Other factors influencing willingness are working environment organisational climate and the interplay with psychological type. When a small engineering company moved offices to be closer to the city staff found themselves accommodated in an ‘open-plan’ setting. This suited the extroverts in the team who found the close proximity of colleagues and the informal interaction afforded by open-plan motivating. The more introverted types however found the new setting highly challenging and their work performance suffered.
Willingness to work resides with individual staff but there is much that managers can do to engender it.
Motivation and organisational support
Whilst motivation comes from within each individual managers can influence people’s motivation through the ways in which they support staff to perform optimally. Position descriptions incorporating clear statements about staff members’ responsibilities accountabilities and levels of authority effective performance management processes – both formal and informal – as well as opportunities for advancement all contribute to staff satisfaction which in turn fuels motivation.
In addition to the organisational support provided for each staff member managers also need to pay attention to organisational constraints or barriers which inhibit high levels of motivation and therefore performance.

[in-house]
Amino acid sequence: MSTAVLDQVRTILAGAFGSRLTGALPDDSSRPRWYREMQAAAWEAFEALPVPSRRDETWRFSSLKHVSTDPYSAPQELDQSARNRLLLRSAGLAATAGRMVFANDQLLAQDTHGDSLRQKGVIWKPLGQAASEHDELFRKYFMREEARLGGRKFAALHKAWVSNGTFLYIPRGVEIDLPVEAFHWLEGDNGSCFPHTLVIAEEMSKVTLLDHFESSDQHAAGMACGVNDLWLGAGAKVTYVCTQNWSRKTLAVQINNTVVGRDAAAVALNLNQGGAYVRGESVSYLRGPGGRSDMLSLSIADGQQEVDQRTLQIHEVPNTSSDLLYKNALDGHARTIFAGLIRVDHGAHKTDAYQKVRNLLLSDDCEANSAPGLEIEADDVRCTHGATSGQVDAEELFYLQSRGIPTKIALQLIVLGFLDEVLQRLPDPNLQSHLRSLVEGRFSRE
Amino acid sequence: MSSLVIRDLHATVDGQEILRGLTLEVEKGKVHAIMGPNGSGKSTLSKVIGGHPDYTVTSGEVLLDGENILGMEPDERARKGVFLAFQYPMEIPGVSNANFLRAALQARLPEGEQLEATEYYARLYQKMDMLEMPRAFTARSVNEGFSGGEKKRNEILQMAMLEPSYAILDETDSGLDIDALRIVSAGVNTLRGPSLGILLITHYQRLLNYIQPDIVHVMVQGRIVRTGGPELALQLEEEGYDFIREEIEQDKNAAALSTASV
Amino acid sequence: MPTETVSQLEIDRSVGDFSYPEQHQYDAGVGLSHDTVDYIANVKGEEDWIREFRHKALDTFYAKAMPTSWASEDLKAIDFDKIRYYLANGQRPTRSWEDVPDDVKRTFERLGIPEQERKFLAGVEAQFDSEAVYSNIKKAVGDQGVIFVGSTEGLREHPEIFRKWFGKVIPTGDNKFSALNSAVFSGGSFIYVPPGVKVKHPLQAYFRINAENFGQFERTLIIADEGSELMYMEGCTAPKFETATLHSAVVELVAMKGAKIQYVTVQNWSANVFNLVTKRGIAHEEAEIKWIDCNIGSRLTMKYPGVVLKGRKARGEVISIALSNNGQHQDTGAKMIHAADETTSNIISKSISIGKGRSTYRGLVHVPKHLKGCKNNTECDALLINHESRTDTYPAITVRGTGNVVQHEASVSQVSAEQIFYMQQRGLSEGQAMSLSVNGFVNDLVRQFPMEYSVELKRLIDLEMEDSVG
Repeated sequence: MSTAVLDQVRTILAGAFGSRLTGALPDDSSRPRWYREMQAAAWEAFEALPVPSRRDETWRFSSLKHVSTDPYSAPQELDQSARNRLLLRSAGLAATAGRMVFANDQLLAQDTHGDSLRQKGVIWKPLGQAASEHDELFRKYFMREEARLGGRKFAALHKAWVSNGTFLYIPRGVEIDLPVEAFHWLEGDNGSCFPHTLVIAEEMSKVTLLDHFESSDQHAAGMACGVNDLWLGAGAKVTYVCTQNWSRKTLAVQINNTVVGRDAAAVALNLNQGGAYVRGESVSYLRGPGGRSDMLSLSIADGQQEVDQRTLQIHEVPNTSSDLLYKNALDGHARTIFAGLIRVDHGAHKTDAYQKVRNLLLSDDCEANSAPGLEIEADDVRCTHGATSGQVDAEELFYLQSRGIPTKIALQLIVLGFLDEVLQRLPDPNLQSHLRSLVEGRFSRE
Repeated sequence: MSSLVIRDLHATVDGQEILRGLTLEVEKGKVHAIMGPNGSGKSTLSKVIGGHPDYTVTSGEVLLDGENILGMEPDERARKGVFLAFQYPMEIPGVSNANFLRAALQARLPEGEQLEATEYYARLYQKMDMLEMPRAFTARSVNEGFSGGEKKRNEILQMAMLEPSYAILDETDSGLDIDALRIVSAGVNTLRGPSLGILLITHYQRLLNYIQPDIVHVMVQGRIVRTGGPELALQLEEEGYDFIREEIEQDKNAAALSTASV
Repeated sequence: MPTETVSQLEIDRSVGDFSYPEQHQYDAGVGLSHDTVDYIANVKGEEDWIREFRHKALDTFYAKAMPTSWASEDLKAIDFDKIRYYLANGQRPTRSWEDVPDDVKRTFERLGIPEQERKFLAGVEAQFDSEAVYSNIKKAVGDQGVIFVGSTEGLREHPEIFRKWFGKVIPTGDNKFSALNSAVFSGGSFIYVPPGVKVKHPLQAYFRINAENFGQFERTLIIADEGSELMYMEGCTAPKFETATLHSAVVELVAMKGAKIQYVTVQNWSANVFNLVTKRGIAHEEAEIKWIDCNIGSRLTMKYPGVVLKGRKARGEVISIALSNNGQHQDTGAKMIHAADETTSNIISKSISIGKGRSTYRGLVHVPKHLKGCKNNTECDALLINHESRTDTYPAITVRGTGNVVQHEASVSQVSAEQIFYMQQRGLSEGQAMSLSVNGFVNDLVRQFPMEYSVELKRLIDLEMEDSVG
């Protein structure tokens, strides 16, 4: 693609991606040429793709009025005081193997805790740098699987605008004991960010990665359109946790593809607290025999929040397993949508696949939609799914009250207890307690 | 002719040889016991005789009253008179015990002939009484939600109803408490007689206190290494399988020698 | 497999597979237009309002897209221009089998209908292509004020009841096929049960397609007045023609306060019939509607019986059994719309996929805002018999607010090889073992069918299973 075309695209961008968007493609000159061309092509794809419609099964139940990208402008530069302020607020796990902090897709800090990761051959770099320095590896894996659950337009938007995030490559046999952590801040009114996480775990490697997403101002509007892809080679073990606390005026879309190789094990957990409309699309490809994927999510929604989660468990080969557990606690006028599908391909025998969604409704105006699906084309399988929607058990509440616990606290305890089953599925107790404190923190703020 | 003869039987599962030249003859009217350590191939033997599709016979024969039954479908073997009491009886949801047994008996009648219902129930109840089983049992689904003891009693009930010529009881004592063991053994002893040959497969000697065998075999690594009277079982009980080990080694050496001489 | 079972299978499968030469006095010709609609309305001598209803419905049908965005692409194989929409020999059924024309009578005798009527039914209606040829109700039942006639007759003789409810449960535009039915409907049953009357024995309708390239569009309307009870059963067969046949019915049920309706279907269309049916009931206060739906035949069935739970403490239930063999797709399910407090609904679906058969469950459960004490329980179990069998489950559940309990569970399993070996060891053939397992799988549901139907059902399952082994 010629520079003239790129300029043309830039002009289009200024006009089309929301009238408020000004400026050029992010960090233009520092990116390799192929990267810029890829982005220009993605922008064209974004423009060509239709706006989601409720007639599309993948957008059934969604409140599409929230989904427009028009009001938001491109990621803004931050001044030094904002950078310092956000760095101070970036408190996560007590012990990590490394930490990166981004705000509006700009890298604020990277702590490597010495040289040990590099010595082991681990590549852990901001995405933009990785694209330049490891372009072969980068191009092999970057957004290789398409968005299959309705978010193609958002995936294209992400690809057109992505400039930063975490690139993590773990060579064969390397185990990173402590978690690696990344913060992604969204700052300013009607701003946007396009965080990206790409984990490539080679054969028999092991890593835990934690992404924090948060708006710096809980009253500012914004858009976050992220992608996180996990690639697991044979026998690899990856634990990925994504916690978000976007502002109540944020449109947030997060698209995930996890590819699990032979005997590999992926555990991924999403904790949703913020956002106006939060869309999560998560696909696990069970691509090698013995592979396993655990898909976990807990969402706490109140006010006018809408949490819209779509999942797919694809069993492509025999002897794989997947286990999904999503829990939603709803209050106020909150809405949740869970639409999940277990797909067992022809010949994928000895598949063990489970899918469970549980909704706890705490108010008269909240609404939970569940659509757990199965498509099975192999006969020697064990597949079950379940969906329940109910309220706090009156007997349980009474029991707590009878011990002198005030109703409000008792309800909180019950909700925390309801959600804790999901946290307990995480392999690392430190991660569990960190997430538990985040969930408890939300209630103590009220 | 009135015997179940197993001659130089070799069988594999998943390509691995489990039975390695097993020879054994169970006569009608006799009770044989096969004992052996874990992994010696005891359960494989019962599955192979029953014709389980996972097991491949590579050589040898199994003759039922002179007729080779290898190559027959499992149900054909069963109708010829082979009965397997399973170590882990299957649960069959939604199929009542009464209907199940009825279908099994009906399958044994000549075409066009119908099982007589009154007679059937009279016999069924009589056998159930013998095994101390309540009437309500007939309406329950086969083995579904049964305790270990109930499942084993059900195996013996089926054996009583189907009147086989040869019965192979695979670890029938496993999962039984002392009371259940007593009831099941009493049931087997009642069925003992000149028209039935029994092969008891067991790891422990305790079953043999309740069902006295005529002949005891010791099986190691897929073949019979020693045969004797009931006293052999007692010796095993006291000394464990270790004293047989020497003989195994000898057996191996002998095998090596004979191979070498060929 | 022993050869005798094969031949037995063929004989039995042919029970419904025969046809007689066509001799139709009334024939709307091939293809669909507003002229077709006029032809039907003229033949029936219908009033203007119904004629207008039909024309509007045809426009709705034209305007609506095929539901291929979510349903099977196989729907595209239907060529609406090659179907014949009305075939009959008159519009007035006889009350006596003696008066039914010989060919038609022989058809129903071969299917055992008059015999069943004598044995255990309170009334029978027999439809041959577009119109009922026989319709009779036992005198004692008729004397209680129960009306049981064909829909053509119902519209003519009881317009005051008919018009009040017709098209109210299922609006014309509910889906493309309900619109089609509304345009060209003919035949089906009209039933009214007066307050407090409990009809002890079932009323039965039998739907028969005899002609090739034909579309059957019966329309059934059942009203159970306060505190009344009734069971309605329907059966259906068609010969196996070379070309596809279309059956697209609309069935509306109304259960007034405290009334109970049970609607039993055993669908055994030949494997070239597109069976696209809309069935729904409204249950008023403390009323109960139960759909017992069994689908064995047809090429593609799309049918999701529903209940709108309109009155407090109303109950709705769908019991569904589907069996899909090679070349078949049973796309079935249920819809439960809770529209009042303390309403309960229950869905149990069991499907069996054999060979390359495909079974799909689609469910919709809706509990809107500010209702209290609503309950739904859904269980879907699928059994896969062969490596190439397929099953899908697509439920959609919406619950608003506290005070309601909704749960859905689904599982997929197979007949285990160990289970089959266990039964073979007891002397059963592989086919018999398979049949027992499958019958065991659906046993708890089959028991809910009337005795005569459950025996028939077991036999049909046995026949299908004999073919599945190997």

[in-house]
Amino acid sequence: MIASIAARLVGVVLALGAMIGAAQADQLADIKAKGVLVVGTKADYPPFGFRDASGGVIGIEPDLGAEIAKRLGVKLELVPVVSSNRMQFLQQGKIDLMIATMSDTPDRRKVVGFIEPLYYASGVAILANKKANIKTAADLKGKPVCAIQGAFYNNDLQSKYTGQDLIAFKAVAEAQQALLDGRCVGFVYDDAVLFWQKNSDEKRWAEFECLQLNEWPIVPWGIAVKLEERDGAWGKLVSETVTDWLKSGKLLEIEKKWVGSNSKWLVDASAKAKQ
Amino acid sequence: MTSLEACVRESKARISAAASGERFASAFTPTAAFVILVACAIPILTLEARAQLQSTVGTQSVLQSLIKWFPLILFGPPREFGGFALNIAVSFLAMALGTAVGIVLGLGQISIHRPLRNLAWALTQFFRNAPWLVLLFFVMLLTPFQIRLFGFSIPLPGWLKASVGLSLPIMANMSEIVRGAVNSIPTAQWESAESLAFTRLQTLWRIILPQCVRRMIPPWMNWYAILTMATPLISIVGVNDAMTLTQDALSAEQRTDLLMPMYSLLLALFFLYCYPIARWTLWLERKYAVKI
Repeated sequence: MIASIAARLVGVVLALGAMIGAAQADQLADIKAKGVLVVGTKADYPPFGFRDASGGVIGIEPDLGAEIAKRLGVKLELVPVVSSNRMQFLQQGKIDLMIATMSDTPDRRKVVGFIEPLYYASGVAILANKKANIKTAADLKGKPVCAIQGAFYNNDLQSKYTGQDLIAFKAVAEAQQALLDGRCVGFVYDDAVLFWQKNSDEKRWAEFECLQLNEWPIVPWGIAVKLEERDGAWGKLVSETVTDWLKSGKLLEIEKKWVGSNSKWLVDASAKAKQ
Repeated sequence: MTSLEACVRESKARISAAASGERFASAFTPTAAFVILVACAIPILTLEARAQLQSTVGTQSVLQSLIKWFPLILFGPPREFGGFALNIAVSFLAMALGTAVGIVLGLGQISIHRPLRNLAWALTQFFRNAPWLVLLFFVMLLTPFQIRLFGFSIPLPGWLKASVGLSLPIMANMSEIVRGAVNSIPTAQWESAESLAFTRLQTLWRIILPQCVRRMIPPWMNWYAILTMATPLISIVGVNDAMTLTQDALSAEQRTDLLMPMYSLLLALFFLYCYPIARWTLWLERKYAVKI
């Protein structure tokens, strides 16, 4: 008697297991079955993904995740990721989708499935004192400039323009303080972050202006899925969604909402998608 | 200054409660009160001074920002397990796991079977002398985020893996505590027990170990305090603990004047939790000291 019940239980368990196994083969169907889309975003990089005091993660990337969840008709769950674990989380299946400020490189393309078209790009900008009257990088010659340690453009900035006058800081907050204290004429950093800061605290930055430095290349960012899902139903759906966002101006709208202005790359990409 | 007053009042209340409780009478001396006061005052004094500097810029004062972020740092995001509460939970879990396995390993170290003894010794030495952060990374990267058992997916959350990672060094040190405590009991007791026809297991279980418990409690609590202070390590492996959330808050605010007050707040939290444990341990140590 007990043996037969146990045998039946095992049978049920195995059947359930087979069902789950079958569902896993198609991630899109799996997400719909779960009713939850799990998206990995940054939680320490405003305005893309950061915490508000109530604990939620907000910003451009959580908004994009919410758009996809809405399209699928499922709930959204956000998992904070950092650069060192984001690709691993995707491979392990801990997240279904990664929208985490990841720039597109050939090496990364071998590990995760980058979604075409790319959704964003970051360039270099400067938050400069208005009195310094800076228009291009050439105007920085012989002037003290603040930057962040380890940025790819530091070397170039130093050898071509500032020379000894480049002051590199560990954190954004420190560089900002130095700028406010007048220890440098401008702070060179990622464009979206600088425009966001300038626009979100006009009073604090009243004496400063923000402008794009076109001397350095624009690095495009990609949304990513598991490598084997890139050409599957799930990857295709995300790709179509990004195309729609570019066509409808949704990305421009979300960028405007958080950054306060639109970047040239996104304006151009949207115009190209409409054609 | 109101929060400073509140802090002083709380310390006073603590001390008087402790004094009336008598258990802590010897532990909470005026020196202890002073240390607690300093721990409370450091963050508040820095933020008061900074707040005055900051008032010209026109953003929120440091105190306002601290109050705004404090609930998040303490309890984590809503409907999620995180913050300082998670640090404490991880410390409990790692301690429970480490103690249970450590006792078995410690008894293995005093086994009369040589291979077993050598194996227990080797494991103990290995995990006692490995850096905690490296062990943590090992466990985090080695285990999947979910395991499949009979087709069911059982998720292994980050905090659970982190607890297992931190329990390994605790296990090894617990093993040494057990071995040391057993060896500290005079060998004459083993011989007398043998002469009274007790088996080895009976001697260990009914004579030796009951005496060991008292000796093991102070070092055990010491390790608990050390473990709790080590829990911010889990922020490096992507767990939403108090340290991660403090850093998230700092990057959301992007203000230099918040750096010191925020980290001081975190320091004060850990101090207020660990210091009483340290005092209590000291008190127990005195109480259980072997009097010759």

The manager of a team of web designers was satisfied with individual team members’ performance and with progress of the team as a whole towards its goals. However he was aware of a growing tension between this team and the marketing team. The tension manifested in disagreements between web design and marketing team members. The web design manager came to realise that in focusing as sharply as he had on his own team’s performance he had neglected important relationship building with the new marketing manager. By recognising this omission and taking proactive steps to redress the balance he averted a potentially demotivating situation for his staff.
The motivational challenge for managers is to create organisations where opportunities to perform are maximised and the impediments are minimised to avoid the negative consequences which ensue from the frustration staff feel when they are unable to achieve their goals.
There is much to fuel demotivation in contemporary workplaces; expectations of workers that they should ‘do more with less’ downsizing and restructuring creating an atmosphere of fear and uncertainty and the globalisation of businesses which can leave staff feeling disempowered and disenchanted.
These world-wide trends in business mean that it is has become more important than ever for managers to invest professional development effort into learning about the psychological processes involved in motivation and then applying their understanding to everyday management and leadership practice.
Looking for more ideas?
For readers with an interest in extending their reading about the topics covered in this article the following articles are available on the Professionals Australia website:
About the Author
Janet Fitzell is an independent organisational consultant and facilitator specialising in organisational development and change through FourLeaf Consulting (www.fourleaf.com.au). She facilitates team planning and development undertakes organisational reviews using a collaborative action learning approach coaches individuals and teams and generally helps organisations to build sustainable futures.
” 17 15